FAA Docs Show Clamor for Domestic Drones
Alarming list of drones for small towns, universities, police released
The Federal Aviation Administration (FAA) has publicly released the names of all public and private entities that have applied for authorizations to fly drones domestically in the US.
The Electronic Frontier Foundation (EFF) filed a Freedom of Information Act (FOIA) suit against the U.S. Department of Transportation (DOT) one year ago demanding data on certifications and authorizations the agency has issued for drones in the US.
The list includes both 'surprising' and 'unsurprising' names. To be expected, the list includes organizations such as Customs and Border Protection, Department of Homeland Security, various branches of the military, defense contractor Raytheon, and various drone manufacturers.
The EFF says that more surprisingly, there were many more universities, police departments, and small towns and counties across the United States on the list than they had anticipated.
As the information provided by the FAA leaves much in the dark, such as how many drones each applicant was granted, the EFF says that it continues to probe for more information and greater transparency from the FAA.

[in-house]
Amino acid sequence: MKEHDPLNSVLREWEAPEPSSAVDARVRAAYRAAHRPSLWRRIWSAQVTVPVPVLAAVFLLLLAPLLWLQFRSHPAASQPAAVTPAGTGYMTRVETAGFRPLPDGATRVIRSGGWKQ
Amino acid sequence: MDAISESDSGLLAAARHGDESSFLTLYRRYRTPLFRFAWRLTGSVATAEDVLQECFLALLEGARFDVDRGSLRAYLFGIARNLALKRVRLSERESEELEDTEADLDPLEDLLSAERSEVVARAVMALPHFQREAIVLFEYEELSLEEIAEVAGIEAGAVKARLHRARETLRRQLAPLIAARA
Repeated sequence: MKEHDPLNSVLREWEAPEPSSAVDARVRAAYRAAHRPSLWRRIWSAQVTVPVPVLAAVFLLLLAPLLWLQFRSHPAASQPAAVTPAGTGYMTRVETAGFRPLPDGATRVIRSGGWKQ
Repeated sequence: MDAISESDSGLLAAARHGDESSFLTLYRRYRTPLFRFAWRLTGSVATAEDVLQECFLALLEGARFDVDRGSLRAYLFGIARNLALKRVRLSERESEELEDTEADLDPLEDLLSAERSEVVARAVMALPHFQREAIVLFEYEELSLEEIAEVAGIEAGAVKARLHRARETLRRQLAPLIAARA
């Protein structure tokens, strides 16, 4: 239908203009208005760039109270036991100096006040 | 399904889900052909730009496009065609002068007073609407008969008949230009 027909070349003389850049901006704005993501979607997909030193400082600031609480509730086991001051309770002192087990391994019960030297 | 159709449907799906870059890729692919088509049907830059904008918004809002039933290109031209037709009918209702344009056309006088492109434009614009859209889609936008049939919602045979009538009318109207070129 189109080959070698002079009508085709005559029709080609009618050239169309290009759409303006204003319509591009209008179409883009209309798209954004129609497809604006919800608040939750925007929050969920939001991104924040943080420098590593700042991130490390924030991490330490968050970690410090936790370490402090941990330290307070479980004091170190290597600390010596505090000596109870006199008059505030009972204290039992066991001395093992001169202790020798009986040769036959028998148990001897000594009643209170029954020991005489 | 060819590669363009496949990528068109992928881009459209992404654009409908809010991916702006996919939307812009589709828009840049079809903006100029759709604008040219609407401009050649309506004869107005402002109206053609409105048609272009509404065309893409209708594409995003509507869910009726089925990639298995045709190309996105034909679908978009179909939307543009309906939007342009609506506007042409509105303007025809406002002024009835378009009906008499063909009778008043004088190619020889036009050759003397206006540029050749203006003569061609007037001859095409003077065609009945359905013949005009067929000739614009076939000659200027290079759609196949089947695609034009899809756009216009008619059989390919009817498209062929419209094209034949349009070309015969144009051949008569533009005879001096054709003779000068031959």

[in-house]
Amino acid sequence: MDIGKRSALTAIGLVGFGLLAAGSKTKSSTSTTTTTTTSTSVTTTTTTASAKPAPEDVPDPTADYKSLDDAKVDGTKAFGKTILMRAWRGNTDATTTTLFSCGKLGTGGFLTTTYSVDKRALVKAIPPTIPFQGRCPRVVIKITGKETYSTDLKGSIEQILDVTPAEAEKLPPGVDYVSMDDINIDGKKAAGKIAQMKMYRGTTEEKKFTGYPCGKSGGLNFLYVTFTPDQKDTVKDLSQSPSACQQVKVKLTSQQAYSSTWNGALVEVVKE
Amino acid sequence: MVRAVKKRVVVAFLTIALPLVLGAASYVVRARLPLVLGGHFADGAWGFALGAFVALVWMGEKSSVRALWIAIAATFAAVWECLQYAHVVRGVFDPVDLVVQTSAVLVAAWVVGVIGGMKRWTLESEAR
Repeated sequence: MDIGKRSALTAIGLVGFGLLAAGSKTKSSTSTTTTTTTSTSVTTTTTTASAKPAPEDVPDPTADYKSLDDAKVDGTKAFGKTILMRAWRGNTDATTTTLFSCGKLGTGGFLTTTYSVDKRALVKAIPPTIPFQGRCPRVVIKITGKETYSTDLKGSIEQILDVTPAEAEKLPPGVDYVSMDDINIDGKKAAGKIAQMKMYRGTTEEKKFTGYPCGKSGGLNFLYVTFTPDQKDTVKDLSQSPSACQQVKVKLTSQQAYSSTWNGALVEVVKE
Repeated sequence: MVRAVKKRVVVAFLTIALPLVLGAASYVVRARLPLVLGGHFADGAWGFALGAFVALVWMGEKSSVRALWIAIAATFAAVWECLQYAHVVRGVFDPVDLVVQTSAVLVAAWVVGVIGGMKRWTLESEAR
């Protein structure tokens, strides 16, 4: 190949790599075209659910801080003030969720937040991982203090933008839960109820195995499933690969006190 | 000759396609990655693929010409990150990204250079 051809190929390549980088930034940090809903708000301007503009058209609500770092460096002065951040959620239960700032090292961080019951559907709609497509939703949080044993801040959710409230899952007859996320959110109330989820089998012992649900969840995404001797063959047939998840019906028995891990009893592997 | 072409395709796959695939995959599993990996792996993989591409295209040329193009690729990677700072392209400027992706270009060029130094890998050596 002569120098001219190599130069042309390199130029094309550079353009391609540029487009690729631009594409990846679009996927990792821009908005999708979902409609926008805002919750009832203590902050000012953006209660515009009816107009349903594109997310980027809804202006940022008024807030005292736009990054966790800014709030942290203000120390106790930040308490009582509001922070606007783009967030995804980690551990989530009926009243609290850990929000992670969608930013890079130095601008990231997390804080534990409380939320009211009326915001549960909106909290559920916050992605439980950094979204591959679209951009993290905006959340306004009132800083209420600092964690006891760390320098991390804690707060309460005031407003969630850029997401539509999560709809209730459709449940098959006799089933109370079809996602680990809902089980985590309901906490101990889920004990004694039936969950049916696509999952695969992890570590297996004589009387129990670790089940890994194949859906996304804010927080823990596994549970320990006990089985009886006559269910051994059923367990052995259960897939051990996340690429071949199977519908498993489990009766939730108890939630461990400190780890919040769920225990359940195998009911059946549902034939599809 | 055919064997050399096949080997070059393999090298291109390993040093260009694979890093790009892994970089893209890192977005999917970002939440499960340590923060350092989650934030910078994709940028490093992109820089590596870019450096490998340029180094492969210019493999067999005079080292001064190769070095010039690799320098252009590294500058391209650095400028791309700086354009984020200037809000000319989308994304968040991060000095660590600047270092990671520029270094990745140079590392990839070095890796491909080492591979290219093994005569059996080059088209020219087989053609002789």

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Electronic Frontier Foundation: FAA Releases Lists of Drone Certificates—Many Questions Left Unanswered
[...] These lists—which include the Certificates of Authorizations (COAs), issued to public entities like police departments, and the Special Airworthiness Certificates (SACs), issued to private drone manufacturers—show for the first time who is authorized to fly drones in the United States.
[...] The COA list includes universities and colleges like Cornell, the University of Colorado, Georgia Tech, and Eastern Gateway Community College, as well as police departments in North Little Rock, Arkansas; Arlington, Texas; Seattle, Washington; Gadsden, Alabama; and Ogden, Utah, to name just a few. The COA list also includes small cities and counties like Otter Tail, Minnesota and Herington, Kansas. The Google map linked above plots out the locations we were able to determine from the lists, and is color coded by whether the authorizations are active, expired or disapproved.
The second list we received includes all the manufacturers that have applied for authorizations to test-fly their drones. This list is less surprising and includes manufacturers like Honeywell, the maker of Miami-Dade's T-Hawk drone; the huge defense contractor Raytheon; and General Atomics, the manufacturer of the Predator drone. This list also includes registration or "N" numbers," serial numbers and model names, so it could be useful for determining when and where these drones are flying. [...]
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Map of Domestic Drone Authorizations. Click here for larger map and addresses.
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